Category Archives: contemporary art

Olafur Eliasson at the Frieze Art Fair, London.

I’ve been a regular visitor to the Frieze Art Fair in London’s Regents Park for many years now.
In some years one particular work of art will stand out as my favourite.
This year it was a work by Olafur Eliasson.
Last year it was a work by Olafur Eliasson, and the year before that it was a work by Olafur Eliasson too.
In none of those years did I know that the work that I was admiring was by him when I first saw it – it was only when I looked at the labels afterwards that I realised that they were all by the same person.

Here’s this years example, titled The hinged view, exhibited by the Tanya Bonakdar Gallery

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Mirror-based art with infinite reflections – Oxo Cube

Mirror based contemporary art - OXO cube

This is a piece of contemporary art that I’m working on composed of a cube in which the vertical sides are all mirrors with their reflective surfaces facing inwards.
The multiple reflections that are created by the mirrors make the patterns on the floor of the cube seem to form the word ‘OXO’ in each corner of the cube, with the word itself then multiplied many times by the process of infinite reflection that is set up when mirrors are facing each other and are parallel.

The design on the base of the cube is shown below. The word ‘OXO’ doesn’t occur at all. It is the fact that the word OXO is symmetrical about both its horizontal and vertical centre-lines that allows the shapes in the cube’s base to be reflected and then reflected again to generate the word.

Base of mirror based contemporary artwork - OXO cube

The infinite reflections set up within the cube can be seen in the image below.

Mirror based contemporary artwork - infinite reflections

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Yayoi Kusama: The Passing Winter at Tate Modern

One of my favourite pieces of work in the new Switch House extension to Tate Modern is The Passing Winter by Yayoi Kusama.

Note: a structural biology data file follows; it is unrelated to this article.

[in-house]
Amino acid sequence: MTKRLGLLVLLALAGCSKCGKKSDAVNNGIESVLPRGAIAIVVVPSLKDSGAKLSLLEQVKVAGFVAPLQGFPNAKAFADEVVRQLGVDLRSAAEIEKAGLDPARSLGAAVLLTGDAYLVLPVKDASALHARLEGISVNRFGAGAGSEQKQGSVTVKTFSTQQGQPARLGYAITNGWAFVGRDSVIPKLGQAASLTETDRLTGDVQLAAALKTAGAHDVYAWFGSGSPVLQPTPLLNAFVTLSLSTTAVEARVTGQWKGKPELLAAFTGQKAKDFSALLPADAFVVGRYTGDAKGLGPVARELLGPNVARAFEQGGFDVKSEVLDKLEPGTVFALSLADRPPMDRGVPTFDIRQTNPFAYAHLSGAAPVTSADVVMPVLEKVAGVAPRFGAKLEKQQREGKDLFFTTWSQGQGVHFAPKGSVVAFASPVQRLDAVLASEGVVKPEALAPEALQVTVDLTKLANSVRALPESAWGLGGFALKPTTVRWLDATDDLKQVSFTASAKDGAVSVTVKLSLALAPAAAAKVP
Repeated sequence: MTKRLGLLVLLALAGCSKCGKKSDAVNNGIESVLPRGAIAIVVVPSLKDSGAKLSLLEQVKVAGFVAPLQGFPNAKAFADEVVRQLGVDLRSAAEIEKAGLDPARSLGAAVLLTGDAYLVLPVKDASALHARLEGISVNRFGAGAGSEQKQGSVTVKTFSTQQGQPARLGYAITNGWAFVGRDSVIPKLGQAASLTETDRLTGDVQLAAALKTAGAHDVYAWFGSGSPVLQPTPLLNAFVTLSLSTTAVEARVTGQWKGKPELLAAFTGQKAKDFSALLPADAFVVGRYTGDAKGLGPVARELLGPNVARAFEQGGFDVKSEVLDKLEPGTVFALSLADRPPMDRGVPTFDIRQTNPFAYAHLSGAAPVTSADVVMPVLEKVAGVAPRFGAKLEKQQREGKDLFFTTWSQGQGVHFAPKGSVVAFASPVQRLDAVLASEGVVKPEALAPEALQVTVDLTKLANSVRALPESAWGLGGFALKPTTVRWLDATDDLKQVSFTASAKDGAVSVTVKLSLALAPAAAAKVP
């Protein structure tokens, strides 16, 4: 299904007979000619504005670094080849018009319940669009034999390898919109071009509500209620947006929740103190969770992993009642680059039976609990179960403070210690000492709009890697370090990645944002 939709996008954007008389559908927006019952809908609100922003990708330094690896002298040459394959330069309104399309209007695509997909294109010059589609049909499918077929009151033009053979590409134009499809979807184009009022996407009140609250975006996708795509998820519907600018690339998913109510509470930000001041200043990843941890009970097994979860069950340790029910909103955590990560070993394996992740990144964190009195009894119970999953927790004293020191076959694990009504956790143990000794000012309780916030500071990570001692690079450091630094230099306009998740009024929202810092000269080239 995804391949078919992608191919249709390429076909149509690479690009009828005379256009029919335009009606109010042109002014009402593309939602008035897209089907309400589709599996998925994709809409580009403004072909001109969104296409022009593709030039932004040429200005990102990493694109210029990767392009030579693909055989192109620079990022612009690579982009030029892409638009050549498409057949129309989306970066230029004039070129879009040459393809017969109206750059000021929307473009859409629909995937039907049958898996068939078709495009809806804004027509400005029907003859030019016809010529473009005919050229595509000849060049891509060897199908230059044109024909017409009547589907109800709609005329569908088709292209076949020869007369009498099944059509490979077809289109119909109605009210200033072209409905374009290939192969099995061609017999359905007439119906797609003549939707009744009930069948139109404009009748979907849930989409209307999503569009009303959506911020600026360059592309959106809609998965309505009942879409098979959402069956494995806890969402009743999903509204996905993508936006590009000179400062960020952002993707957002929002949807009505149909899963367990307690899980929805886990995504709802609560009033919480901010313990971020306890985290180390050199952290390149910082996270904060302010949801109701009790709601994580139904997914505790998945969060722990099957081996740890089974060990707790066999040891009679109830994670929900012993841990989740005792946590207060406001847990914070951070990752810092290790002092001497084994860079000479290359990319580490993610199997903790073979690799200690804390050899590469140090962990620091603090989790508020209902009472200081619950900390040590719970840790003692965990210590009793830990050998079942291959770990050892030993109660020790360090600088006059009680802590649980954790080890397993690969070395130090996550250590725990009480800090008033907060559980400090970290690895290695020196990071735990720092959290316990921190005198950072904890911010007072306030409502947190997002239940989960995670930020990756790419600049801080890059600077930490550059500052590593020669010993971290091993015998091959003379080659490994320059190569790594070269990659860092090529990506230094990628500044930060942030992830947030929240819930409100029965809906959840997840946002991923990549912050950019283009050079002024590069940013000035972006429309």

This had a lot to do with my fascination with art that is based on mirrors.
The work is a hollow cube about a metre square, with the walls being composed of mirrors both inside and out. The mirrors are pierced with circular holes that allow the observer to peer into the cube and to see the internal mirrors. The internal mirrors reflect each other, and thus each reflection in each mirror reflects the reflection in the mirror, which is reflecting the reflection and so on, creating a sequence of reflections that would continue infinitely were it not for the physical constraints on the mirrors (such as the fact that with each reflection a small amount of brightness is lost, making each reflection slightly dimmer than the previous one).

A recent visit to the gallery confirmed that it’s not just me who’s fascinated by mirrors.
The room that houses The Passing Winter contains a fair few other worthy pieces of contemporary art, but none of them drew the gallery-goers’ attention in quite the way that Yayoi Kusama’s work did. It was the one piece of art around which people hovered in small animated crowds. People studied the other art in the room in quiet contemplation, but when the same people approached the The Passing Winter their moods changed to ones of outward engagement. And out came the cameras.